At least I avoided the shutout. Barely.
I blame it on the quarantine. Normally, I would know better than to challenge our area fish to a contest of wills in early spring. If you spend any time reading about fishing (and I do), you’ll find lots of articles that claim you can catch fish regularly in the first few months of the year. Let me summarize these articles for you, with a small injection of reality. All you need to do is: 1) spend lots of money on gear; 2) freeze your butt off; and 3) be extremely lucky—like finding a $100 bill in the parking lot lucky.
So yeah, I know better. It’s rare that I fish much between ice out and the middle of May. But I figured, why not? I’d already mowed my yard three times, even though the grass isn’t growing yet. I’d filled the potholes in the driveway, spread mulch and planted seeds for all of the garden plants that need to start indoors.
When I caught myself peeling the cellophane off of the Complete Collection of the Andy Griffith Show, I decided it was time to throw down the gauntlet. In order to fulfill another springtime yearning, we would conduct the challenge like a baseball game. I would fish nine times, each outing constituting an inning. I would score a run for every fish caught. The fish would score whenever I completed an hour with no fish landed.
I never had a chance. It was like a real-life game between the Dodgers and my beloved Baltimore Orioles. I was overmatched from the first pitch. Here are some highlights:
I was optimistic I could get on the board quickly. I was fishing an area of the Farmington River where I have caught lots of fish during the summer months, everything from trout to smallmouth bass. But the fish came out throwing fireballs. The water was running high and fast, and the wind was brutal. I quickly fell behind 1-0, then 2-0, without so much as a foul tip. Not wanting to get blown out in the first inning, I quit and headed home.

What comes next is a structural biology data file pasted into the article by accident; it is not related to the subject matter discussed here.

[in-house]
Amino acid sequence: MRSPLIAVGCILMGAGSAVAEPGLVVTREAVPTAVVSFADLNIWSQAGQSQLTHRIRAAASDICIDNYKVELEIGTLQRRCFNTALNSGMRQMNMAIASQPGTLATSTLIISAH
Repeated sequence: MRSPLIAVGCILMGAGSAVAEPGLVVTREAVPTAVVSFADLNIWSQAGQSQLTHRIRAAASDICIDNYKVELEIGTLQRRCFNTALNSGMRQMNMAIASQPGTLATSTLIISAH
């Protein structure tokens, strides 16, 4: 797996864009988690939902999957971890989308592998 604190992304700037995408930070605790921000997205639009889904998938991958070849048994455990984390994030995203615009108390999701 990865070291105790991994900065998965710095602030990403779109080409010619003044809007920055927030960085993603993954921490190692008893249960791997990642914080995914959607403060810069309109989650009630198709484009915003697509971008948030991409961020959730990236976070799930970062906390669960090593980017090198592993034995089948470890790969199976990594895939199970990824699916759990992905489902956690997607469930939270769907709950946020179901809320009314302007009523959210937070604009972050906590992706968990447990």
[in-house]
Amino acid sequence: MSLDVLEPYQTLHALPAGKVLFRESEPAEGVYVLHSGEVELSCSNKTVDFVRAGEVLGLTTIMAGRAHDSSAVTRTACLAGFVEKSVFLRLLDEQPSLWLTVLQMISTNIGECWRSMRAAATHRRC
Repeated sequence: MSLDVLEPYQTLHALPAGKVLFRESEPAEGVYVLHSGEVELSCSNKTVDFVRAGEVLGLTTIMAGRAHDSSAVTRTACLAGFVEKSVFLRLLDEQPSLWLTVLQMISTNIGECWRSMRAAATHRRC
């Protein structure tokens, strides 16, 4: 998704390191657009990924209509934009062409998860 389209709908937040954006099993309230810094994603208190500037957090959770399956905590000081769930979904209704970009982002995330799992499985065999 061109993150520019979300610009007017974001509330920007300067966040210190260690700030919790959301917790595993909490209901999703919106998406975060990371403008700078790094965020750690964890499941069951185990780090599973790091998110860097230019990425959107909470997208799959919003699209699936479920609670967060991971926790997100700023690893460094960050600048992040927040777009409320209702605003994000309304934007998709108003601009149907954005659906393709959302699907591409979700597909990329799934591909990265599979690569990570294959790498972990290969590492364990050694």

I dug into the batter’s box, confident. I was fishing a private club pond that had been recently stocked with trout. I planned to jump on the fish right out of the gate, swinging aggressively at the first pitch. I baited up with a juicy night crawler and went to work. It’s a small pond, and I was able to methodically fish every portion of it in an hour. Result: I’m down 3-0 and the crowd is getting a little restless.
Third and Fourth Innings
More of the same. I fish two different ponds; one I know well and one I’ve never fished before. I unleash an impressive arsenal, trying everything from worms to jigs to spinner baits. In the third, I hook a nice bass, but watch helplessly as he shakes his head and spits out the hook. I give up three more runs.
Look out, fish. I might erase your entire six-run lead in a single inning. Christensen’s Pond and the nearby brook have been stocked with hundreds of trout in just the last few days. You can see them stacked up in several areas of the brook. As I approach the bank, I watch a young man named Dan Litin reel in a beautiful brown trout. Dan is a senior at Granby Memorial High School. He’s an excellent football player, and helped lead the Bears last fall to their second playoff appearance in school history. He also appears to be an experienced fisherman. As I watch, he catches another trout.
“Wow, Dan.” “What’s your secret?” I ask.